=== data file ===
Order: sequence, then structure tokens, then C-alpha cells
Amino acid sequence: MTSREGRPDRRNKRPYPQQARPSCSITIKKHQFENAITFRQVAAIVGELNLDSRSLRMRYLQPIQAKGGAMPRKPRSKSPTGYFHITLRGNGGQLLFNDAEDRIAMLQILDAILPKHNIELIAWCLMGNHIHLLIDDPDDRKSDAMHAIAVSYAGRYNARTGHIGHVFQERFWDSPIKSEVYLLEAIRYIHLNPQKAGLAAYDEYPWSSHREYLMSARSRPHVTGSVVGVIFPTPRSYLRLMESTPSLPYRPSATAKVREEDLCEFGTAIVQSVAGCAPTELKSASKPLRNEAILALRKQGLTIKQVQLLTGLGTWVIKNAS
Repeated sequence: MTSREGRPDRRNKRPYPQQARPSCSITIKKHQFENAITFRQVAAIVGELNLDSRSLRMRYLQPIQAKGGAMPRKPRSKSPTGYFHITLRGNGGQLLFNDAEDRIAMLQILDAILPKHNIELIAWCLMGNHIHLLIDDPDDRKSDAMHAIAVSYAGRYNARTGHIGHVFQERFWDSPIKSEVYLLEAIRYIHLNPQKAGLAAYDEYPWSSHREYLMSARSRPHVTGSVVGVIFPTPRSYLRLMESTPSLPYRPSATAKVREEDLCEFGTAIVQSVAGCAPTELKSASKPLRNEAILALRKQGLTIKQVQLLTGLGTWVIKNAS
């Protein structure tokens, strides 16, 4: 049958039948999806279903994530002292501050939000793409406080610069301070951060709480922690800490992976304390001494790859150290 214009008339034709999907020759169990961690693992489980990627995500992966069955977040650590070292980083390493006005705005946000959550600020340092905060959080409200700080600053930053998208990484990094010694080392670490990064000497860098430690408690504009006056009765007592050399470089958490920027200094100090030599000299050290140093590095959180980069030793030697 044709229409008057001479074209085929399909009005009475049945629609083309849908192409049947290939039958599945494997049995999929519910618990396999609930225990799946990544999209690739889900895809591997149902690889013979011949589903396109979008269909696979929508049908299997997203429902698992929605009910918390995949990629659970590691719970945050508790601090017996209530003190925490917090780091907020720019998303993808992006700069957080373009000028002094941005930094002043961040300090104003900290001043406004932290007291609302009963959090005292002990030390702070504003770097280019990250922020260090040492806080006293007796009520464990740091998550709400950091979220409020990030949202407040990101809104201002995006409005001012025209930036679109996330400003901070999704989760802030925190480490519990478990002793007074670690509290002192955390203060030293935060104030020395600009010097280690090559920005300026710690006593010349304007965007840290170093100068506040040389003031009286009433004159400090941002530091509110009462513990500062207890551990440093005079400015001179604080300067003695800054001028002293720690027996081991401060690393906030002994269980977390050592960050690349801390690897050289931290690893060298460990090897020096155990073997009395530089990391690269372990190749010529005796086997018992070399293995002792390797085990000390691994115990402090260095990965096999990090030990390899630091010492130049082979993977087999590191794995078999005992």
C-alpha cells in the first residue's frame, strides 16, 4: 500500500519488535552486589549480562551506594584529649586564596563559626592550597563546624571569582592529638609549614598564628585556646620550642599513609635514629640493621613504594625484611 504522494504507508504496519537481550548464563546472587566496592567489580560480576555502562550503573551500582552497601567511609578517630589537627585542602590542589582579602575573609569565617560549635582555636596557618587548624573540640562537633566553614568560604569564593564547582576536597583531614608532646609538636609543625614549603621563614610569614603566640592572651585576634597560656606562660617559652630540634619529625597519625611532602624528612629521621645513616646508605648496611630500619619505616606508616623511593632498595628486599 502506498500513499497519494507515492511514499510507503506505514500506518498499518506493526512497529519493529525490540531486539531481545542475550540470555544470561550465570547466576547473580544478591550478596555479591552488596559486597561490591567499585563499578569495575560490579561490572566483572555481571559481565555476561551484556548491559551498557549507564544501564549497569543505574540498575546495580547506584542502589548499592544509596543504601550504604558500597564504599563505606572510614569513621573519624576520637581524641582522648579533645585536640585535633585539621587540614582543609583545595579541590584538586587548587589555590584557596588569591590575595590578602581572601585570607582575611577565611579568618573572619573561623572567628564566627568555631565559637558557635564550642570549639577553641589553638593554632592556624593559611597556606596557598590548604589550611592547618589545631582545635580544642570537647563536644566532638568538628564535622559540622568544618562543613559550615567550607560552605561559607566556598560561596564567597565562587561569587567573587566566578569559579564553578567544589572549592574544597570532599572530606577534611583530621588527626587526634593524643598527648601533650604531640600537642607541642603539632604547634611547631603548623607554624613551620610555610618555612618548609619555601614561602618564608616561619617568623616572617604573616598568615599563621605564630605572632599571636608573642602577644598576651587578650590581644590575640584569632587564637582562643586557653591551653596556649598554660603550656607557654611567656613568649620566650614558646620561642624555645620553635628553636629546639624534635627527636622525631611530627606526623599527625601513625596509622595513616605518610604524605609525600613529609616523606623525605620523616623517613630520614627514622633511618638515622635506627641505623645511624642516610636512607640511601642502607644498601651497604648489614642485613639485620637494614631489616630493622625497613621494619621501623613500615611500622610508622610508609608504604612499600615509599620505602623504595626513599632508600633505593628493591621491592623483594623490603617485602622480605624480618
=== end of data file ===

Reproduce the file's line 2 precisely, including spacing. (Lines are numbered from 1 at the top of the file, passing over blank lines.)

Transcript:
Amino acid sequence: MTSREGRPDRRNKRPYPQQARPSCSITIKKHQFENAITFRQVAAIVGELNLDSRSLRMRYLQPIQAKGGAMPRKPRSKSPTGYFHITLRGNGGQLLFNDAEDRIAMLQILDAILPKHNIELIAWCLMGNHIHLLIDDPDDRKSDAMHAIAVSYAGRYNARTGHIGHVFQERFWDSPIKSEVYLLEAIRYIHLNPQKAGLAAYDEYPWSSHREYLMSARSRPHVTGSVVGVIFPTPRSYLRLMESTPSLPYRPSATAKVREEDLCEFGTAIVQSVAGCAPTELKSASKPLRNEAILALRKQGLTIKQVQLLTGLGTWVIKNAS